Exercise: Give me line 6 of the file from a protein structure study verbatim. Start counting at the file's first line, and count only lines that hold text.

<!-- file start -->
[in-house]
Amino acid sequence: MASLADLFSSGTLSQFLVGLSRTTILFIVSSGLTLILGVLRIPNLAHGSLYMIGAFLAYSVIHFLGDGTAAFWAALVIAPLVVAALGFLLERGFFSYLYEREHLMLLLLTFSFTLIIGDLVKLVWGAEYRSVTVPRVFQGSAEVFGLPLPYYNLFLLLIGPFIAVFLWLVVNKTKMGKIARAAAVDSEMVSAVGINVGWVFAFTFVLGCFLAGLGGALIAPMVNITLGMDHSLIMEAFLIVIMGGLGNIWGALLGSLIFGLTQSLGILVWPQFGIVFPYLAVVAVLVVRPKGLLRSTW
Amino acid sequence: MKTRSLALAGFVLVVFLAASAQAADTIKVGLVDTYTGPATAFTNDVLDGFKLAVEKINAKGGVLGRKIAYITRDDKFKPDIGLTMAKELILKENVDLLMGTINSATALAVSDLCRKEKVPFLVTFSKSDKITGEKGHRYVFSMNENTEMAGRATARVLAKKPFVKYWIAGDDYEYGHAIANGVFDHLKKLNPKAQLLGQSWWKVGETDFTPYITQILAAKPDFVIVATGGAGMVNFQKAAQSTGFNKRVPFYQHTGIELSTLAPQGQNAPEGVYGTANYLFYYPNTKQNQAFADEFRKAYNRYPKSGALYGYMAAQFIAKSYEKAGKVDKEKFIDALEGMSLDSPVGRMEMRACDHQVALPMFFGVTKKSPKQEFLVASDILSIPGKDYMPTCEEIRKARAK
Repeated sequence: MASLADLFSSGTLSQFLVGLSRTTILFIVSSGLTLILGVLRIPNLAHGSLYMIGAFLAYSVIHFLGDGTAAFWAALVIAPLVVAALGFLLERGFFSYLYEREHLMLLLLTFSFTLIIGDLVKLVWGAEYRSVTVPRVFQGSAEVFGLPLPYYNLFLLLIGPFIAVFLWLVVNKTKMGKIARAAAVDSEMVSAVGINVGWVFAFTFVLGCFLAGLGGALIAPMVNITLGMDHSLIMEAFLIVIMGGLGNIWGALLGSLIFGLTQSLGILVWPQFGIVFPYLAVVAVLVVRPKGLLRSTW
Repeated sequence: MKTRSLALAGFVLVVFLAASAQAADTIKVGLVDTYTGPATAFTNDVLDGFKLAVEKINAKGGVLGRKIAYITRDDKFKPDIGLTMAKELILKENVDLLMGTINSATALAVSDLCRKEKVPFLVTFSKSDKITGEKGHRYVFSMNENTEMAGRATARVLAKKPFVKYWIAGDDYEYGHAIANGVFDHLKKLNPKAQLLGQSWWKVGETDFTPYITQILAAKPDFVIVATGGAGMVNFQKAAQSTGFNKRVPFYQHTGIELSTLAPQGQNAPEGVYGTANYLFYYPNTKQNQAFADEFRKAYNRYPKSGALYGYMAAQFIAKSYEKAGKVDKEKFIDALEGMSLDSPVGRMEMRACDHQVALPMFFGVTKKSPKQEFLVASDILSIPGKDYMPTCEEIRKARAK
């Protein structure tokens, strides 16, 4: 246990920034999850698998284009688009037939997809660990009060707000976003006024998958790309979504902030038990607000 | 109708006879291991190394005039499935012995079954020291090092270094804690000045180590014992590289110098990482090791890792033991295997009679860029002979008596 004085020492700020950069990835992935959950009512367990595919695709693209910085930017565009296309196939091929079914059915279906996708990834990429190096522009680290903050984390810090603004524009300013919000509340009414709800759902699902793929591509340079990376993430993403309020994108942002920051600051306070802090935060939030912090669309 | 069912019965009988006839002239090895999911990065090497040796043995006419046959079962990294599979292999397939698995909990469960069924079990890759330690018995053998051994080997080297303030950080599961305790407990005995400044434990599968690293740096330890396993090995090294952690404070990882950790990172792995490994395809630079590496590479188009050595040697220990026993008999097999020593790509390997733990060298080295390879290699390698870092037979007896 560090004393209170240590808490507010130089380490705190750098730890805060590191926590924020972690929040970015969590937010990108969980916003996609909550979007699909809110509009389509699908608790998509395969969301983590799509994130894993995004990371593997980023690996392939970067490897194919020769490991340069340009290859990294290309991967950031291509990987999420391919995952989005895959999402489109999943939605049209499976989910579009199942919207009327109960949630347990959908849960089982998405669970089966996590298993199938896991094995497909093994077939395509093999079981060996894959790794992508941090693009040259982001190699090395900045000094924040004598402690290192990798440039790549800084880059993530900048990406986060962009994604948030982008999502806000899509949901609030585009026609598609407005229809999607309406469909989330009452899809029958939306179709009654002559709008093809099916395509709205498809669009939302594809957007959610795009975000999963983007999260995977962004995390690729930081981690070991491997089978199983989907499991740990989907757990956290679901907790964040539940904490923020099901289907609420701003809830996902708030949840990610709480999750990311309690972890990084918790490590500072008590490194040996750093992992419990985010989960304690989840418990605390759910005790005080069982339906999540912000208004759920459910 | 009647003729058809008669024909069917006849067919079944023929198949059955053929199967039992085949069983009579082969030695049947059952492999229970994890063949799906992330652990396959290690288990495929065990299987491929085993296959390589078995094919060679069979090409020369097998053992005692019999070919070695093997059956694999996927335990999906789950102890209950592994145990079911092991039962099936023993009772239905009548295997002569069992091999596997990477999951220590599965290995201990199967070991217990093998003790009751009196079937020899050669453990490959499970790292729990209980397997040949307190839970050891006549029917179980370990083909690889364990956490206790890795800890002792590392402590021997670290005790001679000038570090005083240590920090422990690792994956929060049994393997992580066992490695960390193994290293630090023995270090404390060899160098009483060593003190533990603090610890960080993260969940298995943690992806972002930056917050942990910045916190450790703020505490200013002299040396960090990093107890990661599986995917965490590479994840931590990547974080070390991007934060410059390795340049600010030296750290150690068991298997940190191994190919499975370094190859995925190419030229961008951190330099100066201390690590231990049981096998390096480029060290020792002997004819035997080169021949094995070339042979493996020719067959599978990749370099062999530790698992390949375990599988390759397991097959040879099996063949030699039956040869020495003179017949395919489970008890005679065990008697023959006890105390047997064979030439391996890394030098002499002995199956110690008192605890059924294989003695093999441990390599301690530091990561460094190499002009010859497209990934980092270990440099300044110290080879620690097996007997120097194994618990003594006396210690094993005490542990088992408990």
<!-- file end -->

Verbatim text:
């Protein structure tokens, strides 16, 4: 246990920034999850698998284009688009037939997809660990009060707000976003006024998958790309979504902030038990607000 | 109708006879291991190394005039499935012995079954020291090092270094804690000045180590014992590289110098990482090791890792033991295997009679860029002979008596 004085020492700020950069990835992935959950009512367990595919695709693209910085930017565009296309196939091929079914059915279906996708990834990429190096522009680290903050984390810090603004524009300013919000509340009414709800759902699902793929591509340079990376993430993403309020994108942002920051600051306070802090935060939030912090669309 | 069912019965009988006839002239090895999911990065090497040796043995006419046959079962990294599979292999397939698995909990469960069924079990890759330690018995053998051994080997080297303030950080599961305790407990005995400044434990599968690293740096330890396993090995090294952690404070990882950790990172792995490994395809630079590496590479188009050595040697220990026993008999097999020593790509390997733990060298080295390879290699390698870092037979007896 560090004393209170240590808490507010130089380490705190750098730890805060590191926590924020972690929040970015969590937010990108969980916003996609909550979007699909809110509009389509699908608790998509395969969301983590799509994130894993995004990371593997980023690996392939970067490897194919020769490991340069340009290859990294290309991967950031291509990987999420391919995952989005895959999402489109999943939605049209499976989910579009199942919207009327109960949630347990959908849960089982998405669970089966996590298993199938896991094995497909093994077939395509093999079981060996894959790794992508941090693009040259982001190699090395900045000094924040004598402690290192990798440039790549800084880059993530900048990406986060962009994604948030982008999502806000899509949901609030585009026609598609407005229809999607309406469909989330009452899809029958939306179709009654002559709008093809099916395509709205498809669009939302594809957007959610795009975000999963983007999260995977962004995390690729930081981690070991491997089978199983989907499991740990989907757990956290679901907790964040539940904490923020099901289907609420701003809830996902708030949840990610709480999750990311309690972890990084918790490590500072008590490194040996750093992992419990985010989960304690989840418990605390759910005790005080069982339906999540912000208004759920459910 | 009647003729058809008669024909069917006849067919079944023929198949059955053929199967039992085949069983009579082969030695049947059952492999229970994890063949799906992330652990396959290690288990495929065990299987491929085993296959390589078995094919060679069979090409020369097998053992005692019999070919070695093997059956694999996927335990999906789950102890209950592994145990079911092991039962099936023993009772239905009548295997002569069992091999596997990477999951220590599965290995201990199967070991217990093998003790009751009196079937020899050669453990490959499970790292729990209980397997040949307190839970050891006549029917179980370990083909690889364990956490206790890795800890002792590392402590021997670290005790001679000038570090005083240590920090422990690792994956929060049994393997992580066992490695960390193994290293630090023995270090404390060899160098009483060593003190533990603090610890960080993260969940298995943690992806972002930056917050942990910045916190450790703020505490200013002299040396960090990093107890990661599986995917965490590479994840931590990547974080070390991007934060410059390795340049600010030296750290150690068991298997940190191994190919499975370094190859995925190419030229961008951190330099100066201390690590231990049981096998390096480029060290020792002997004819035997080169021949094995070339042979493996020719067959599978990749370099062999530790698992390949375990599988390759397991097959040879099996063949030699039956040869020495003179017949395919489970008890005679065990008697023959006890105390047997064979030439391996890394030098002499002995199956110690008192605890059924294989003695093999441990390599301690530091990561460094190499002009010859497209990934980092270990440099300044110290080879620690097996007997120097194994618990003594006396210690094993005490542990088992408990």